When the operating system is started the video display adapter is initialized by another operating system subsystem "USER" 33. USER provides functions relating to the GUI, including functions to create, move, size, and remove screen objects such as display windows, selection menus appearing in the display windows, graphical icons, and the like. For example, an application program can call a USER function to remove a display window associated with the application program. USER also controls other resources such as a sound driver, a timer, and communications ports. In addition, end-user input from a mouse, a keyboard, or other input device is directed by USER to an application program.
In some of the Windows® operating system products (e.g., Windows®95), USER is able to interact directly with the adapter's device driver. In that case, USER requires the device driver to provide cursor support directly, i.e., it requires the device driver to make directly available some functions relating to displaying a mouse pointer (cursor). These functions include "CheckCursor()" for drawing the cursor if drawing is not disabled, "InquireCursor()" for retrieving information about the cursor, "MoveCursor()" for moving the cursor to a specified position on the screen, and "SetCursor()" for setting the cursor's shape. In other Windows® operating system products (e.g., Windows® NT), USER does not communicate directly with the adapter's device driver but rather communicates with NT's equivalent of GDI (referred to as "GRE" for "graphics engine"), which in turn communicates with the device driver.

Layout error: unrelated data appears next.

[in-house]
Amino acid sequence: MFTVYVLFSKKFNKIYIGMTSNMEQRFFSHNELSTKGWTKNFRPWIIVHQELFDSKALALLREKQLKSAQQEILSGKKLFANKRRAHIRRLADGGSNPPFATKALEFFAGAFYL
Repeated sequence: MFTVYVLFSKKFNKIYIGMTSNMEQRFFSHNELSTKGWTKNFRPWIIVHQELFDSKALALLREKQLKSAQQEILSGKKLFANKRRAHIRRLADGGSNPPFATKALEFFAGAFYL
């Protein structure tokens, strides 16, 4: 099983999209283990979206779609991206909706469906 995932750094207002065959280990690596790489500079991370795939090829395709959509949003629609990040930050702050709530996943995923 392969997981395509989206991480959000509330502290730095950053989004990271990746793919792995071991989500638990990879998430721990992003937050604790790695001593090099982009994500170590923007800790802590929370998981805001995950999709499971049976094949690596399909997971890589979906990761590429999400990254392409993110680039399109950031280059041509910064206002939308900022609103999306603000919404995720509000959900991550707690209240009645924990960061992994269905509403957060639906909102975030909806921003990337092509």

When the Windows® 95 operating system first starts (at "boot-time"), USER calls the InquireCursor() function to retrieve information about the cursor. USER then sets a system timer to call the CheckCursor() function on each timer interrupt (i.e., at predetermined intervals) and starts a mouse-related device driver. As a result, whenever it is moved by the end-user, the mouse generates an event (e.g., a hard, asynchronous interrupt) causing the operating system to call MoveCursor() to re-display the cursor image at the screen location designated by the end-user. USER and application programs subsequently set the shape of the cursor using SetCursor(). In this example, because USER calls MoveCursor() at the occurrence of each mouse move event, MoveCursor() sets a flag with a non-interruptable instruction (e.g., "bts") to prevent the MoveCursor() function from being called again before completing processing of a current call. Once the flag is set, MoveCursor() determines a new position (i.e., the x and y coordinates) and draws the cursor in the new position. When finished, MoveCursor() clears the flag with another non-interruptable instruction. Meanwhile, the CheckCursor() function is called at each timer interrupt to determine whether the cursor should be redrawn and whether drawing is enabled. If so, the function redraws the cursor.
Windows® NT does not use interrupts for performing cursor display and management functions but rather uses synchronous procedure calls ("APCs")--an alternative mechanism for handling events. An APC is a function that executes asynchronously in the context of a particular thread. Whenever the mouse is moved or otherwise manipulated by the end-user, an APC is queued for a thread dedicated to input handling. When this thread next runs, it executes the functions specified by the APCs in its queue. The dedicated input thread runs concurrently with any active applications and performs essentially the same functions for managing the cursor as described above with respect to the interrupt-based event handling mechanism.